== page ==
Friday, March 20, 2009

Mexico asks for tax information from the US

We have just been sent a fascinating (subscription-only) article in the publication Tax Notes International, entitled "Mexico Seeks Exchange of Certain Bank Information With United States".

It consists of the text of a letter sent by top officials from the Mexican finance ministry to Tim Geithner, US Treasury secretary, in which Mexico is requesting that the US provide it with key information on income on bank deposits by Mexicans with accounts in the U.S.

First, some excerpts from the letter, which is, if you follow these things, a remarkable development.

"I believe that one of the key elements of information that Mexico and the United States should begin sharing is the one pertaining to interest paid by banks of one country to residents of the other.
. . .
Due to the fact that the United States does not tax interest income paid by banks to non-resident aliens, and both countries do not have a solid and reliable mechanism to verify the actual residence of foreign depositors, we simply are allowing both the tax avoiders and the criminals to move their money untaxed and benefit from it.

As you are aware, Mexico and the United States regularly exchange information, on a case-by-case basis, in accordance to our bilateral Tax Treaty. We also exchange bulk information on interest payments (between corporations), dividends and royalties. However, we do not exchange information on interests paid by banks from one country to residents of the other country.
. . .
I truly believe that we should enhance our cooperation and strengthen our capacities to protect our peoples and wealth."

This marks a real break from the past. As American right-wingers have long acknowledged, the U.S. is a tax haven in that it protects dirty money flowing into it with secrecy. In the past, countries like Mexico kept quiet about this little problem, starving them of tax revenues, because the governments were so beholden to the tax-evading élites that they were powerless to act.

The TJN correspondent who sent us this article remembers sitting next to a top Mexican official at a dinner a while ago, who told him he had once tried to do something about capital flight but had been prevented from doing so. The correspondent said that the fact that the Mexican Government is moving on this issue evidences three major things:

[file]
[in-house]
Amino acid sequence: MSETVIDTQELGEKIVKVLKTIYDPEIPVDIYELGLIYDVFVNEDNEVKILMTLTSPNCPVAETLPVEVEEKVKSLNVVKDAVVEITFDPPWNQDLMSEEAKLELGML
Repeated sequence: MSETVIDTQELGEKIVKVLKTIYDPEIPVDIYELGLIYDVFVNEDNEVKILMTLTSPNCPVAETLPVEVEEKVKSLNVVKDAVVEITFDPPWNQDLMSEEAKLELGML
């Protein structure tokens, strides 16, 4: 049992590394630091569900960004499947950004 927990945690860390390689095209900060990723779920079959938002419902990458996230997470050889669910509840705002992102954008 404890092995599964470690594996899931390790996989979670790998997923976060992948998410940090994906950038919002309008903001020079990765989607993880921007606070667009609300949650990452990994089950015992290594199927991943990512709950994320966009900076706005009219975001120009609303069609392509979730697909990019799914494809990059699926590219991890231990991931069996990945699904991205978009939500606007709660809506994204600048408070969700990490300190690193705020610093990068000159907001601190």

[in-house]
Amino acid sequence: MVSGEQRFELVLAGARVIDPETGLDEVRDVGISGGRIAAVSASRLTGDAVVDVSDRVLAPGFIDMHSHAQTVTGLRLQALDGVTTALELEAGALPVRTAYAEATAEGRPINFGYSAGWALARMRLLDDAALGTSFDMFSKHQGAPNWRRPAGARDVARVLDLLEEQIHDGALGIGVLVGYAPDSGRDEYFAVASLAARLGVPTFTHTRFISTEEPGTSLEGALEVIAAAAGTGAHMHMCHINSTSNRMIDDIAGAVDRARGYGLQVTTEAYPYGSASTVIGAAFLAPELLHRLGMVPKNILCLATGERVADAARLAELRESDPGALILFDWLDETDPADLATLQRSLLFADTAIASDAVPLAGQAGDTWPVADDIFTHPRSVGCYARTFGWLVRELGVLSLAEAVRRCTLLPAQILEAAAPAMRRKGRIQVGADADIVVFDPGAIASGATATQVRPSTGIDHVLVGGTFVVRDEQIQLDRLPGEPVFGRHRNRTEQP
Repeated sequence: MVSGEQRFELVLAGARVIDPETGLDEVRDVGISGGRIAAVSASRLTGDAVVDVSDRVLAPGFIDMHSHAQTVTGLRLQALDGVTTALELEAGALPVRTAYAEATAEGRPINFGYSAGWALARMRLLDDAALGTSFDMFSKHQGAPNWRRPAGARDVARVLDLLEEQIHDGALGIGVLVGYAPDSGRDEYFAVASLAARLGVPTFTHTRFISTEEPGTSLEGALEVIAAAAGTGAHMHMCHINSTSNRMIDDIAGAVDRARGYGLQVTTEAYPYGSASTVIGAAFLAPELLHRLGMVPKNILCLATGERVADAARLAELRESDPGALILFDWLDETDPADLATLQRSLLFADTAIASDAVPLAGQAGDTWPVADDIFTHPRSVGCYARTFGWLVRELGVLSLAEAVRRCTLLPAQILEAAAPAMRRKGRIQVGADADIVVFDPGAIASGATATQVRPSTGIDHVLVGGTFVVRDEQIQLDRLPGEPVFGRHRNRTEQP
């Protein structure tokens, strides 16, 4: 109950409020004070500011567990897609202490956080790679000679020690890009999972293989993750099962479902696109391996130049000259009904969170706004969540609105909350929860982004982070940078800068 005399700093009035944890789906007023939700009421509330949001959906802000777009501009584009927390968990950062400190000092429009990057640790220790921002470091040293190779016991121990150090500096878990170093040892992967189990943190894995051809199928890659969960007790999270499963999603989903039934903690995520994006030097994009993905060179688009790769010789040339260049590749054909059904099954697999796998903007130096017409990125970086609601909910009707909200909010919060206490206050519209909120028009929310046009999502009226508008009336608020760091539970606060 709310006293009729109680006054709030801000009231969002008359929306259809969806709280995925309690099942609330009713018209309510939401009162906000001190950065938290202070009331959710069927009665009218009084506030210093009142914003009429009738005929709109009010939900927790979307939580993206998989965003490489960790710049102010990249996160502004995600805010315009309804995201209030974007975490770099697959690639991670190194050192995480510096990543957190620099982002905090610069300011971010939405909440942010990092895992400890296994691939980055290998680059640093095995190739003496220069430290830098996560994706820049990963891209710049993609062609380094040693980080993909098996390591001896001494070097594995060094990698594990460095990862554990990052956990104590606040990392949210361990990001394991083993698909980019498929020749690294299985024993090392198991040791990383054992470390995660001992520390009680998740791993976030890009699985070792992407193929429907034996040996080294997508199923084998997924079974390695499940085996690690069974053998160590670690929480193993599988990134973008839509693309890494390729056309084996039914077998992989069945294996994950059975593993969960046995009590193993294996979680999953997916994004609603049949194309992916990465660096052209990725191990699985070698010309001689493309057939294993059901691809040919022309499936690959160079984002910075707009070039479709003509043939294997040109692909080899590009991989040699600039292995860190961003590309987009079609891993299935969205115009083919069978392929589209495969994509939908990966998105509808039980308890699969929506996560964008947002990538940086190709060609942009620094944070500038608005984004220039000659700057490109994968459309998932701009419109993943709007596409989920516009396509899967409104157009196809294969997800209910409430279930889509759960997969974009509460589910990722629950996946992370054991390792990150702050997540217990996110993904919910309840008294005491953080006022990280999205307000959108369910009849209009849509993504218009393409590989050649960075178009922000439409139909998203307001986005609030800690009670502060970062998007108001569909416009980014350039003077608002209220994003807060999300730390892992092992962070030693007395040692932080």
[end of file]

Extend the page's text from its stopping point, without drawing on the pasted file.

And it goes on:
• The situation within the Mexican Government has changed substantially.
  • The present international situation, in which the movement toward information exchange and the override of bank secrecy in tax matters has become a major issue, is taking on a significant momentum.
  • The South is waking up.
It is also worth noting that under the U.S. Internal Revenue Code, U.S. banks which take deposits from Canadian residents have to provide information (via the US Internal Revenue Service) to the Canadian Government about those deposits and the interest on those deposits. (For tax law geeks: Code section 1.6049-4(b)(5) and 1.6049-(8)). This exchange of information is automatic. But the North American Free Trade Agreement (NAFTA) does not guarantee this for Mexico.

One more thing. The letter to Geithner ends with this:

"It has been a pleasure meeting with you today."

That suggests to us that the official raised this in a chat with Geithner, received a warm response, and was emboldened to compose this letter. We may be wrong - this is just a guess. But if so, the positive implications could be colossal.

(( update: a correspondent added this, in an email on March 20:

(1) "The February 9, 2009 letter from the Mexican Government stresses the use of bank accounts in the United States not only for tax evasion, but also for other illegality such as organized crime, money laundering and drug proceeds. Note the "intertwining" of tax issues with money laundering and other crimes.
(2) I believe that a "new bilateral legal instrument" will be developed. Mexico and the US have an exchange of information agreement signed in November 1989 which entered into force in January 1990, and an income tax treaty signed in September 1992 which entered into force in December 1993, and there have been subsequent protocols. Reviewing the relevant clauses, there is no clear override of bank secrecy clause as in the standard OECD and UN Model income tax treaties, and the model OECD TIEA. Therefore, it may be that a new clause will be developed for this purpose.
(3) Sometime between 2003 and 2005, I had mentioned the US-Canada treatment to [a senior Mexican tax official whom our correspondent named] and I had sent to him a copy of the relevant regulations in the US Internal Revenue Code, but at that time he told me that it was "not possible" to get Mexico to do anything about that, although he was personally interested in the matter."


Anonymous Anonymous said...

This is more than Tax Justice : it is poetic justice. Imagine if France and UK actually handed over to Panama assets stolen by former strongman Manuel Noriega. That is why the entire anti-tax haven ploy is a one-way street for the benefit of European and US banking centers.

4:32 pm  

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